I saw this problem on a sample test and was stumped by the purpose of the diode. Since it's an ideal op amp, the 2 inputs (Vp, Vn) are the same. You know that Vp = 2Vi and so you also know that Vp = Vo = 2Vi. This leads me to think that Vo is totally unaffected by the diode. That was my intuition at least. This led me to believe that this would be the answers to part A and B, but apparently it's this. This obviously means my rationale is wrong that the diode actually plays a role in all of this. Please help me understand where I went wrong. Thanks!
This Non-Inverting amplifier is unity gain when the diode conducts with the Op Amp more negative than the Resistor at Vo and it is open loop when the diode is reverse biased when OpAmp Vout is positive while Vo=0V.
Since we know during linear operation Vin(+) = Vin(-) must be true and the output must be at whatever level it can to achieve this. Thus when V0=0 the Op Amp must be at -0.7 lower to drive the resistor at 0V.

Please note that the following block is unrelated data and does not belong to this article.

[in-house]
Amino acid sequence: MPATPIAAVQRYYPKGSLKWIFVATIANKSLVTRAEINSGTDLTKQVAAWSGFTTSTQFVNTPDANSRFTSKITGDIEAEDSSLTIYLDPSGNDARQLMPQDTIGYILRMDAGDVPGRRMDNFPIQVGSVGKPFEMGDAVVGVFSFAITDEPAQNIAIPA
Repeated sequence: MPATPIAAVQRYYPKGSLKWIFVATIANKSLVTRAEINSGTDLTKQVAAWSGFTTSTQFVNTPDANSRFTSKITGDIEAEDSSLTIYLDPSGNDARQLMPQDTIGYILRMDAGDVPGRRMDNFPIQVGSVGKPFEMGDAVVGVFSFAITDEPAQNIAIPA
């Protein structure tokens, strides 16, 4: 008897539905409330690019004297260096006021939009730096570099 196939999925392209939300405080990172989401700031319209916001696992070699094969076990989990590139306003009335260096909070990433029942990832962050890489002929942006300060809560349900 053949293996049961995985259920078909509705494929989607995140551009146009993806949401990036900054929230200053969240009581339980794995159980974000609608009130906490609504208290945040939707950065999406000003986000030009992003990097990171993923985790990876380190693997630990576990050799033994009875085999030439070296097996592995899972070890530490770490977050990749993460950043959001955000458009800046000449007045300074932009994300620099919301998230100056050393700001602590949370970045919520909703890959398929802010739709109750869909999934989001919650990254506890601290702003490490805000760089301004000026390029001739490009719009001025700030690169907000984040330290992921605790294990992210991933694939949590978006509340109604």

But if Vin(+) goes >0 then the loop opens and Op Amp is now like a comparator and goes as high as possible to V+ while the diode is now reverse biased and the resistor is still at 0V.
That is until the 30V Zener breakdown voltage is reached , when it conducts with 100% feedback current and becomes a unity gain non-inverting amplifier again.
So we have 3 voltage ranges where ;
- Vin(+) < 0 Av=+1 Vo=Vin(+)
- Vin(+) > 0 Av= ∞ Vo=0V
- Vin(+) > Vz Av=1 Vo=Vin(+)
Now you can plot it and figure out the rest.
It does not matter if the diode is silicon or Schottky or an LED, as far as the DC operation now as an ideal diode. It would affect the maximum voltage range but V+/V- limits were not defined.
Normally a small signal silicon diode is most commonly used.
We also know that the Op Amp out is current limited, so it cannot be used for any power rectification.)